In explaining the history of cultural phenomena, like art movements, a number of elements come together to form a new compound. However, such reactions, as in chemistry, are generally slow, like the oxidation of iron, unless energy or a catalysing agent is added. The energy of cultural phenomena is often obvious but the catalysing agent may not be so obvious as catalysing agents are left unchanged by the reaction.
In explaining the history of street art the catalysing effect of the Internet and digital cameras has often been ignored. Without either of these technologies the energy generated from the sharing of images of street art around the world would have not have existed. Megapixal digital cameras for consumers were first marketed in 1997. Between 1997 and 1999 internet use more than doubled from 11% to 24% in the developed world and from 2% to 5% globally.
Between 1997 and 1999 the number of street artist around world probably doubled too. Street art changed from being a sub-cultural minority interest, associated with hip-hop music, to an international art movement. The internet and digital cameras were the means that changed street art from a sub-culture activity as they provided access to street art from outside of the sub-culture as other people, not associated with the sub-culture, started to photograph street art with their new digital cameras and look at it on the internet. These people would become the new audience and collectors of street art.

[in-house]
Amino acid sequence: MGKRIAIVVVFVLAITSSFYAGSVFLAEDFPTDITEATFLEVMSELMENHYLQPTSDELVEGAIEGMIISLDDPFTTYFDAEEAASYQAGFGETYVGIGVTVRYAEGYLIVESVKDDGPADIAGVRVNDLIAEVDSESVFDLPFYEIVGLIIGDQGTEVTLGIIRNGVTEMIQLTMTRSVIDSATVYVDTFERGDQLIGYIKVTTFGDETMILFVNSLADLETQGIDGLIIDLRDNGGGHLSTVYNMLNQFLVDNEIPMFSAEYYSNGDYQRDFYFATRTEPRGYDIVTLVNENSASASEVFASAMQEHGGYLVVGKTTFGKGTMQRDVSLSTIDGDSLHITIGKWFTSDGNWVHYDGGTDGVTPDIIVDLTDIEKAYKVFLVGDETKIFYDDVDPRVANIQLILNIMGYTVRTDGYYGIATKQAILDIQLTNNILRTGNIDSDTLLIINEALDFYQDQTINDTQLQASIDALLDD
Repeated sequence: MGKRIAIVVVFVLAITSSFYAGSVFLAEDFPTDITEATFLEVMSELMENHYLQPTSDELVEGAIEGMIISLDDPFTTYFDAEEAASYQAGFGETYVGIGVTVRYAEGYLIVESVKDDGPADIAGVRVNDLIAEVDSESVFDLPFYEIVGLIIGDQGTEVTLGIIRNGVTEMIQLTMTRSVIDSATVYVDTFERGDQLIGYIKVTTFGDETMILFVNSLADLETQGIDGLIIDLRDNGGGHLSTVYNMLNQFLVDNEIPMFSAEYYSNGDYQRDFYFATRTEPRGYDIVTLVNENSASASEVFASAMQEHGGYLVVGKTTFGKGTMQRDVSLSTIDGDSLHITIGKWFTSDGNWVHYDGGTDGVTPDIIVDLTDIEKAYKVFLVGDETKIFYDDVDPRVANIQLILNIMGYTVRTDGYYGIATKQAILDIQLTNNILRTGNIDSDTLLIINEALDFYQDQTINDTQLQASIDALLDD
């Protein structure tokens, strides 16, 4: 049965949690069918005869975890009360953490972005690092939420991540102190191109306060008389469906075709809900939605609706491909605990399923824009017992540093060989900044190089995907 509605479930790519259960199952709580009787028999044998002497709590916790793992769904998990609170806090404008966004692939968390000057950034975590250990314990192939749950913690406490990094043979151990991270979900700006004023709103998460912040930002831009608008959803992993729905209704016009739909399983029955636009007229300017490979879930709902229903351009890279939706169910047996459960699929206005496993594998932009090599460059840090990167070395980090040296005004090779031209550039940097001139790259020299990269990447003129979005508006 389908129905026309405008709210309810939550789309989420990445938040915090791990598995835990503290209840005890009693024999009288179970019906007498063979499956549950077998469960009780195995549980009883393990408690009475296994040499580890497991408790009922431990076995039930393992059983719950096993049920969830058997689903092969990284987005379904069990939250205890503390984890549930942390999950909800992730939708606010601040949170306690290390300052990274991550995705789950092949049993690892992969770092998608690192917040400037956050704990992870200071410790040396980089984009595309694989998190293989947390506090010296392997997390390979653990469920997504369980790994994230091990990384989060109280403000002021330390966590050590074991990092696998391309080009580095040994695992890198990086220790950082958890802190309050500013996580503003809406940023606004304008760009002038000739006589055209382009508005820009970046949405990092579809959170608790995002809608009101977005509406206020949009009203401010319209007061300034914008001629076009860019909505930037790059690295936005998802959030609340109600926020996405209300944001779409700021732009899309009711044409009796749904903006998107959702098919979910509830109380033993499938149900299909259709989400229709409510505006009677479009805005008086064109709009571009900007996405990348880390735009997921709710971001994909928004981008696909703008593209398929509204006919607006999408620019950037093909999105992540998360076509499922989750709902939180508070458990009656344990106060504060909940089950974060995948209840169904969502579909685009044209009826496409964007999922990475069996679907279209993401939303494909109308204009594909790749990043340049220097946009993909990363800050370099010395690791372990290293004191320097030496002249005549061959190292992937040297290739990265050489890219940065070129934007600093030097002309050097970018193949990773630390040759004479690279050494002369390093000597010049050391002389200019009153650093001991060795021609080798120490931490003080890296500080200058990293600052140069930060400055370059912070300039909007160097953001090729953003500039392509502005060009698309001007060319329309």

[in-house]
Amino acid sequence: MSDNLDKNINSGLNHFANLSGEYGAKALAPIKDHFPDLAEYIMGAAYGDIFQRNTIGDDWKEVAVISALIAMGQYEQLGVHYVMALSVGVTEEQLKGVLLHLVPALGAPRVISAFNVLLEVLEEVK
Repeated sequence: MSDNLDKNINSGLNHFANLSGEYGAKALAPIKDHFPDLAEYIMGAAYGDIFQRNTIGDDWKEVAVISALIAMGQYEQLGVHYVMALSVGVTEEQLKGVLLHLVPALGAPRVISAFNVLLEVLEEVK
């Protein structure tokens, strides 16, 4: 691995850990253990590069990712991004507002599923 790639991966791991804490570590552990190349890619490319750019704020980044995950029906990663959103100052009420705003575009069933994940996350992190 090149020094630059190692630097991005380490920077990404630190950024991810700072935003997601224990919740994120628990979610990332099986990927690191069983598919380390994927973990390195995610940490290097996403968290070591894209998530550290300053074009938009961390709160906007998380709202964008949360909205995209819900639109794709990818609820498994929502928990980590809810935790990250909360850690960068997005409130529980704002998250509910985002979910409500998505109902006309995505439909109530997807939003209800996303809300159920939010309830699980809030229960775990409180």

During that time I was working for LookSmart.com, before the dot.com bubble burst. I created a category for graffiti in LookSmart’s visual arts section and reviewed all of the graffiti websites from Australia. There were only about 15 sites then – now there are thousands.
The Internet and digital cameras are now as much the media of street art as are walls and cans. Light graffiti takes this to its logical conclusion using the record of the digital camera to create images from drawing with a light in the city.